The Legislative Filibuster


Can you name an issue on which President Trump and former Senate Democratic Leader Harry Reid agree? Yes: the legislative filibuster.

In tweets now and then, Trump has called for the Senate to eliminate the 60-vote threshold—the filibuster—for all legislation.  Leader Reid agreed with that idea in a New York Times op-ed in August.  A couple of weeks later, the current Senate Republican Leader Mitch McConnell issued a rebuttal to Reid in the form of a New York Times op-ed.  Dueling New York Times op-eds?  This must be serious.

I wrote a column a few weeks ago about the Senate shenanigans over the last four years that led to the end of the filibuster for federal agency leadership, judges, and Supreme Court justices.  I’ve thought each step on this slippery slope to be ill advised and the next step is to say the Senate only needs a simple majority to pass any bill.  This next-level "nuclear option" makes the Senate a lot like the House and casts aside any fear of the tyranny of the majority.

The Founders wanted senators to be older, wiser, less beholden to political winds, and more deliberate than the House members.  Madison wanted it to be hard to pass laws, especially bad ones.  He wrote in the Federalist Papers: “Another advantage accruing from this ingredient in the constitution of the Senate is, the additional impediment it must prove against improper acts of legislation.”  The nuclear option for legislation throws in the towel on that idea.

The very formation of the Senate was the result of the Great Compromise of 1787.  The body’s rules armed senators with the tools for consensus and protected the rights of the minority.

While I enjoy brushing up on the Federalist papers, let me get to what the end of the legislative filibuster would mean for HR Policy Association members.

The end of the legislative filibuster likely would be unsettling for employers in the short and medium term.  If the Democrats retake the White House and the Senate, federal mandates on family leave, wages, the employee-employer relationship, scheduling, and much more would become law.

For example, Democrats have been successful in lining up cosponsors for the Protecting the Right to Organize Act of 2019 (PRO Act; H.R. 2474) – a laundry list of union favorites including card check, joint employer, the persuader rule, and eliminating right to work and secondary boycott provisions.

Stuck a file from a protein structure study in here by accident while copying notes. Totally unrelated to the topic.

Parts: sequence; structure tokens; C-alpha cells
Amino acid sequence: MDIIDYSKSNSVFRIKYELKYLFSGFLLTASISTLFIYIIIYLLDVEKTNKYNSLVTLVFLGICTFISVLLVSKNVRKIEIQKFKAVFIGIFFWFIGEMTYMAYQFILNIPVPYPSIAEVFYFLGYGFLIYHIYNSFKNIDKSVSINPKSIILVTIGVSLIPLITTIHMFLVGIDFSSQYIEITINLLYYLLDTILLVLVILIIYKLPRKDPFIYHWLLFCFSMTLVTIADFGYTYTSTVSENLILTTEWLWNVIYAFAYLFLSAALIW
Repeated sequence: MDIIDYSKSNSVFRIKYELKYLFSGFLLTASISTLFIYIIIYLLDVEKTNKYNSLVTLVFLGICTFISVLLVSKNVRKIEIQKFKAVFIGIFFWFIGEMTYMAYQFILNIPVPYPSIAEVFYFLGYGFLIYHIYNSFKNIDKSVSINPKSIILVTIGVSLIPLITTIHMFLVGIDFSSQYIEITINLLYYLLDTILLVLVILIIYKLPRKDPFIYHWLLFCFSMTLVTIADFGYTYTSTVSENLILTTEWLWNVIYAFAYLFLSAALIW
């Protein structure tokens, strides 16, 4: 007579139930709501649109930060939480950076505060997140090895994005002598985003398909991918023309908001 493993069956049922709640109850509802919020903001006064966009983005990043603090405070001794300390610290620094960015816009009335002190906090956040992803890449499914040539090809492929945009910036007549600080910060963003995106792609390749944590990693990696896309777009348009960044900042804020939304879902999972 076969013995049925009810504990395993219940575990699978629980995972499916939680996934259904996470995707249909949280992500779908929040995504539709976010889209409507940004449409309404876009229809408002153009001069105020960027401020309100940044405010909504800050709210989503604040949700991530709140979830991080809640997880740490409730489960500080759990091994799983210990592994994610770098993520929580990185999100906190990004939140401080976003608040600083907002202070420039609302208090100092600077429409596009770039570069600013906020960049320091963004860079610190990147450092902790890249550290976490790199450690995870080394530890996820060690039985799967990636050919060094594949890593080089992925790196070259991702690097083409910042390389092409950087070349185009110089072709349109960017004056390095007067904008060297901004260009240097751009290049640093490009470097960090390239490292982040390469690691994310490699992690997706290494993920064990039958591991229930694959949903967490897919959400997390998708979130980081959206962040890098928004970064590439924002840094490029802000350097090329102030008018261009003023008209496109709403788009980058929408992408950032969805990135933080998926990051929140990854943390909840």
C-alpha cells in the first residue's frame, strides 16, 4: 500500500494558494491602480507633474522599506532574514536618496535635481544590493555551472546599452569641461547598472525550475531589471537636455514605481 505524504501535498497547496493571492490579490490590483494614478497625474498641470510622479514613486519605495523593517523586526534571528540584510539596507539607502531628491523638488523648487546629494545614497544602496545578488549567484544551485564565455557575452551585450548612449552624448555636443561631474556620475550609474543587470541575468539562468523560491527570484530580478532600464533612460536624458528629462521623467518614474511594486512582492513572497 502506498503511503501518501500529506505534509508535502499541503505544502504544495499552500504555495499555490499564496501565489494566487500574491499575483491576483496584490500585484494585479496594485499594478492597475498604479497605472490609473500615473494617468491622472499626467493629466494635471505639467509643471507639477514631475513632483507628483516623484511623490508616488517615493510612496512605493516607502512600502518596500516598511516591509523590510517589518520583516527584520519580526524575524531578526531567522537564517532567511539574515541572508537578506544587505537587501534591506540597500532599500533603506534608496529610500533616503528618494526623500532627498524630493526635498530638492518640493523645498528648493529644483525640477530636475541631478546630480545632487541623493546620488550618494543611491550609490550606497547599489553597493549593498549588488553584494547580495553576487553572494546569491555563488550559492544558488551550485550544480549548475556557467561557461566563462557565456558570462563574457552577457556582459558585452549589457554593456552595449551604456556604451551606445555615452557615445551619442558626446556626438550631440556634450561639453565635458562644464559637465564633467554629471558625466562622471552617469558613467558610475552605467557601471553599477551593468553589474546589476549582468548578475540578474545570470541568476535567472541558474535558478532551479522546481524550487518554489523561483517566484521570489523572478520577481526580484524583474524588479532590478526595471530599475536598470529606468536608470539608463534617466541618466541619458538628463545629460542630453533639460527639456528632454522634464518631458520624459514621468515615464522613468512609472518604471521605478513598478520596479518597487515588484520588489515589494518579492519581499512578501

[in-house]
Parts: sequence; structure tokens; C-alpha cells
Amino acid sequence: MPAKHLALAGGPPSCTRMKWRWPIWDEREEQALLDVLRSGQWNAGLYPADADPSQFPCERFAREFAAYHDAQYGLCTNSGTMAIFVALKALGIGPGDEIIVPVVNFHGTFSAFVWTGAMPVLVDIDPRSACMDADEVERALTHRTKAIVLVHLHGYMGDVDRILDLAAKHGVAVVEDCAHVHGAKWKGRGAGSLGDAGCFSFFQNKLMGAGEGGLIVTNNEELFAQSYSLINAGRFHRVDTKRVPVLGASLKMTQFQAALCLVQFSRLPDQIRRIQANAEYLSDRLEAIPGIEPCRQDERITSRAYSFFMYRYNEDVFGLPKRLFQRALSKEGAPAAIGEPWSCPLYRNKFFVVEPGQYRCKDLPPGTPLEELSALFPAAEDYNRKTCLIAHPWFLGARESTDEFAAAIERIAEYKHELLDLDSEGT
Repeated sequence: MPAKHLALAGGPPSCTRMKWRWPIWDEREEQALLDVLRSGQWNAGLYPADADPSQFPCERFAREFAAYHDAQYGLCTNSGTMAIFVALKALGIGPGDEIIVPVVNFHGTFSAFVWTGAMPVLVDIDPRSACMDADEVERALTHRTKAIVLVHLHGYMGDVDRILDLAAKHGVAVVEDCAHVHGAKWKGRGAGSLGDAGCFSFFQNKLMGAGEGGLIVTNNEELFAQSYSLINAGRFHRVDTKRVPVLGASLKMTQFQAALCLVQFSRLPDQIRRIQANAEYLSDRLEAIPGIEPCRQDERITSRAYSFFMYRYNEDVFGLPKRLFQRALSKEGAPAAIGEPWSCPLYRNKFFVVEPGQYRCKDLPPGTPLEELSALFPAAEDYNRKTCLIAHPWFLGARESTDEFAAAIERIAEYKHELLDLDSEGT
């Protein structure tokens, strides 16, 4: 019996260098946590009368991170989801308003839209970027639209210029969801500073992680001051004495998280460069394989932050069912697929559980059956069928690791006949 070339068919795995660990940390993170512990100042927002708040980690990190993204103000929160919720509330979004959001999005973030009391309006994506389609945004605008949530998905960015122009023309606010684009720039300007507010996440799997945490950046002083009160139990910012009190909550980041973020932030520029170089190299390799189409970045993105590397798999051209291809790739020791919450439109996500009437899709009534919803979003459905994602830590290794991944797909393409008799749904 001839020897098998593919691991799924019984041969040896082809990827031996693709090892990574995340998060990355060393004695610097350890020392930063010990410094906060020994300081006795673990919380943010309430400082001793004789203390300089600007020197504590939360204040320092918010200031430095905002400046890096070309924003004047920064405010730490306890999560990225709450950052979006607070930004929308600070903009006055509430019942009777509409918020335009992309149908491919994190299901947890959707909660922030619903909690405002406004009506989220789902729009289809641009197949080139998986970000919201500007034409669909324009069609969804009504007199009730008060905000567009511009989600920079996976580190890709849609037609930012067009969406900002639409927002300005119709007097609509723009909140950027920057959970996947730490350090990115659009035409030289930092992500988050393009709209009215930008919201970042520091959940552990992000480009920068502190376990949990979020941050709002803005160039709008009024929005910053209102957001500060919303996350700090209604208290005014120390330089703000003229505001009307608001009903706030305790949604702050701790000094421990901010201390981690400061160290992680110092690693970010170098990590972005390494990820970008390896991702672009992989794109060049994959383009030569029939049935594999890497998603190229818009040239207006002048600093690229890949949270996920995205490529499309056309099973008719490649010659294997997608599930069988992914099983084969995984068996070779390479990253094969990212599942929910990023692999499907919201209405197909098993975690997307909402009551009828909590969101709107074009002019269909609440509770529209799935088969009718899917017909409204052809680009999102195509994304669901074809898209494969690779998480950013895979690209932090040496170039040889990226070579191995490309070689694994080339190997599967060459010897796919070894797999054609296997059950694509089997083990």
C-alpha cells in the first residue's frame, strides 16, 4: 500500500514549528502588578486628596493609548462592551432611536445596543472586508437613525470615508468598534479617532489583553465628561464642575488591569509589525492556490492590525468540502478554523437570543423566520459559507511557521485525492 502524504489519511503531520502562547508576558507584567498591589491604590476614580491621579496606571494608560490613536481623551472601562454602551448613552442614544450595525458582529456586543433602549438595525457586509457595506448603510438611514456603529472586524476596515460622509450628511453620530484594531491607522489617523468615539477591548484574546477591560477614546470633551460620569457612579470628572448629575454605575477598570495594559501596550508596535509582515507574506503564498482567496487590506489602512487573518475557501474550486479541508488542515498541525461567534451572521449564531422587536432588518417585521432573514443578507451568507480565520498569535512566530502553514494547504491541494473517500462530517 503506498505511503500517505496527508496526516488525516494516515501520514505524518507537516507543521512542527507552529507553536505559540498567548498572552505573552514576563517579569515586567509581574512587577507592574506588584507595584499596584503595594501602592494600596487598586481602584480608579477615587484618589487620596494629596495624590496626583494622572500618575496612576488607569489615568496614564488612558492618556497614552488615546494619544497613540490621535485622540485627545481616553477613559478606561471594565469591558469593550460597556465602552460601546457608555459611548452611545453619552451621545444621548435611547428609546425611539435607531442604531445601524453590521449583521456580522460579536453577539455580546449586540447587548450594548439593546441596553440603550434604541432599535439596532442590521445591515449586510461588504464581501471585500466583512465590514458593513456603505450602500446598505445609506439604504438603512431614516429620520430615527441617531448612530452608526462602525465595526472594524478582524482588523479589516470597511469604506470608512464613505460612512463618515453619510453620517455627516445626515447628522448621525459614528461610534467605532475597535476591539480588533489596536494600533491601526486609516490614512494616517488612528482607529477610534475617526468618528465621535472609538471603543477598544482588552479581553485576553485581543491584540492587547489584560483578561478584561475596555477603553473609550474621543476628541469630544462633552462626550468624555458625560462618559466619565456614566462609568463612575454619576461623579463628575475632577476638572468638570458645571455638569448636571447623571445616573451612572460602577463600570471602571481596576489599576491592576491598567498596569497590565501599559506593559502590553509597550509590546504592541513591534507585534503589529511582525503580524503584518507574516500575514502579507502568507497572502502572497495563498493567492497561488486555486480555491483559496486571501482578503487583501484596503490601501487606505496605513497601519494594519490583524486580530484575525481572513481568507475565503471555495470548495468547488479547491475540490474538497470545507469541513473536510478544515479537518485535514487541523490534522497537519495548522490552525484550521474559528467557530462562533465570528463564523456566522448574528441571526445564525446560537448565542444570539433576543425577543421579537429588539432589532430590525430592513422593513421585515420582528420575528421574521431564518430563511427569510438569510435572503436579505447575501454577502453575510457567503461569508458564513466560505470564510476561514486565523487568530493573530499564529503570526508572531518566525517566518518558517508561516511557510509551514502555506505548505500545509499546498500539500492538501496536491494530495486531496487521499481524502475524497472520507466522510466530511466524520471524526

In fact, 16 of the 34 Democrats on prognosticator Charlie Cook’s list of vulnerable incumbents have cosponsored it.  One might think members in swing districts would stay neutral on such a partisan bill.  It will be hard for those members to withhold sponsorship in the future when the bill’s enactment is more likely.  But either the unions have been influential, or folks are showing their true colors.

The PRO Act is being “marked up” (meaning reviewed and amended in committee in preparation for a floor vote) this week.  If enacted in its current form, the PRO Act would be the most dramatic rewrite of our labor laws since 1947.

The Education and Labor committee is among the most partisan in the House.  Chairman Bobby Scott (D-VA) has done a good job of vetting and socializing legislation that will be ready to rip if his party controls more of the levers of government after the next election.  The PRO act is a prime example.  It passed the Senate Education and Labor committee by a party-line vote of 26 - 21 on Wednesday.  It is likely to pass the House soon.  The bill won’t go anywhere in the Senate in the next 16 months.  But if either party amends Senate rules to require 51 versus 60 votes to move legislation and the Democrats take control of the Senate, hold on to your hats.

When the talk turns to Senate rules such as filibusters, cloture, and quorum calls being dispensed with, don’t let your eyes glaze over.  Procedures can determine the product and the policy.